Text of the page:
Secretin is a hormone found in the pancreas, liver, upper intestinal tract, and brain. Secretin received a great deal of media attention after the remarkable story of Victoria and Gary Beck's son.
In 1996, Parker Beck was brought to the University of Maryland Medical Facility to undergo an endoscopy. A few days after the test, something completely unexpected happened. Parker's diarrhea disappeared and he began sleeping through the night for the first time in two years. Ten days after the procedure, Parker's therapist called Victoria downstairs to show her Parker reciting flashcards as quickly as she could hold them up. Parker had been totally non-verbal. He hadn't talked for two years. For Victoria and Gary, it was nothing short of a miracle. Their little boy was back, talking and listening.
After much investigation, they discovered that Parker had been given a small amount of a hormone called secretin. The Beck's felt certain this was the answer they had been waiting for.
Hundreds of parents have observed improvements in their children diagnosed with following an infusion of secretin. And many parents have also given anecdotal reports of the benefits of administering secretin to their children transdermally (i.e., through the skin).
With respect to research, there have been several one-dose safety studies on secretin, and these studies have found no differences between the experimental (secretin) and control groups. The U.S. Food and Drug Administration requires single-dose safety studies to be performed first, before efficacy trials are undertaken.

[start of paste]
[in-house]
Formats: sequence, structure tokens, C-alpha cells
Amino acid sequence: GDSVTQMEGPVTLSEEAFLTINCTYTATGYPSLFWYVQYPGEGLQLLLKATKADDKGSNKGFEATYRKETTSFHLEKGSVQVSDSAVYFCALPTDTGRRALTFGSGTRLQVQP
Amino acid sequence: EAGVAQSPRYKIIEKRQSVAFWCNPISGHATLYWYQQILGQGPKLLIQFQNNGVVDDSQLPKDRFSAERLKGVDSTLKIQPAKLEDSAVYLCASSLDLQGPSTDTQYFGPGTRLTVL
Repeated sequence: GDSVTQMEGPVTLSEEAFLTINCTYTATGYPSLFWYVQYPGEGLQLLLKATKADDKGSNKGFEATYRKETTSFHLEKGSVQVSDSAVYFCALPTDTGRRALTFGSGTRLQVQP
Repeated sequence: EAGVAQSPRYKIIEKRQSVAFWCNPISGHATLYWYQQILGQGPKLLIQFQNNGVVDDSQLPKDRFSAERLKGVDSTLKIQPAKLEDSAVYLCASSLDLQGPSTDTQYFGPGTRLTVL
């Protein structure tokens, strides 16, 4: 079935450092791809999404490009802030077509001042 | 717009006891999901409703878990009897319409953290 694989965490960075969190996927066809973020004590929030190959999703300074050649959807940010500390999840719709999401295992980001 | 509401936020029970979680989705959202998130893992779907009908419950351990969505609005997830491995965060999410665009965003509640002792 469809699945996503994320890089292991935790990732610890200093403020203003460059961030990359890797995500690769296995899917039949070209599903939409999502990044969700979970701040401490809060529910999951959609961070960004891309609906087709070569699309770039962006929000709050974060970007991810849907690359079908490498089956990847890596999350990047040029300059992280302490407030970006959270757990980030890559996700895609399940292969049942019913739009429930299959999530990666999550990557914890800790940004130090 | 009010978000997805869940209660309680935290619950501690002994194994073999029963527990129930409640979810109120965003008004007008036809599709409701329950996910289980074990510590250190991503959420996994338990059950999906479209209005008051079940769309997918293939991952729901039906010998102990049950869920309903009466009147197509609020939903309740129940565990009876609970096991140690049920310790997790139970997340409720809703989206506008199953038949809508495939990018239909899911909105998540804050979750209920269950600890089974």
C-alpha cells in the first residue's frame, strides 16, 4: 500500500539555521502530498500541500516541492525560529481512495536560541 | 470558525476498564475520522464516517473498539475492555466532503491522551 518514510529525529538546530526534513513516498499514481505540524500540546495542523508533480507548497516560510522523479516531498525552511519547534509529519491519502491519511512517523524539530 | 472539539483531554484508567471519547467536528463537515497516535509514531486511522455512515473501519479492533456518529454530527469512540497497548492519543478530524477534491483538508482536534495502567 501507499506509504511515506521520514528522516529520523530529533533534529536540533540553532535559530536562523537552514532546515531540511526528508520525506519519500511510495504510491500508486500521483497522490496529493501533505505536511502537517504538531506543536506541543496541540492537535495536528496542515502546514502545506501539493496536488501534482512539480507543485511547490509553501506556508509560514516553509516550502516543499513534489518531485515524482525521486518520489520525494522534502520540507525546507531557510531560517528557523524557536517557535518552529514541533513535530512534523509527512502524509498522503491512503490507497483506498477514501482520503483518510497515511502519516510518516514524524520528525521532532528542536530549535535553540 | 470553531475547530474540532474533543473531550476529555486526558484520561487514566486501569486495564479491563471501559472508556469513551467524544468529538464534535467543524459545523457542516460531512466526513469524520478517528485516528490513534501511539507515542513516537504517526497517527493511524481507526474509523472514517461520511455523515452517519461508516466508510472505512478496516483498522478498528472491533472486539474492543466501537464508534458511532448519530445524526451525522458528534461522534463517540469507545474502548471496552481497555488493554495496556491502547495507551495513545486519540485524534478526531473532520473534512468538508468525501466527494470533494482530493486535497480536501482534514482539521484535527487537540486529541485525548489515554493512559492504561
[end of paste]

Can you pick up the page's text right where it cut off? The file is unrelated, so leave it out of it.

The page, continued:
There has been only one Phase II efficacy study; and these results showed significant improvements as a result of secretin, as compared to a control group. This multi-center, multi-dose study was completed in 2001 and the findings were presented at the national Autism Society of America conference in July, 2001 (San Diego). Additionally, studies in 2002 have shown secretin to be present in the amygdala, hippocampus and cerebellum- three areas of the brain known to be defective in autism. Secretin, according to the FDA regulations, is being evaluated in a series of large-scale studies at five major medical centers.
Because its safety and efficacy have not been adequately tested for treating autism, the U.S. National Institutes of Health does not currently have a formal position on the therapeutic use of secretin for the treatment of autism.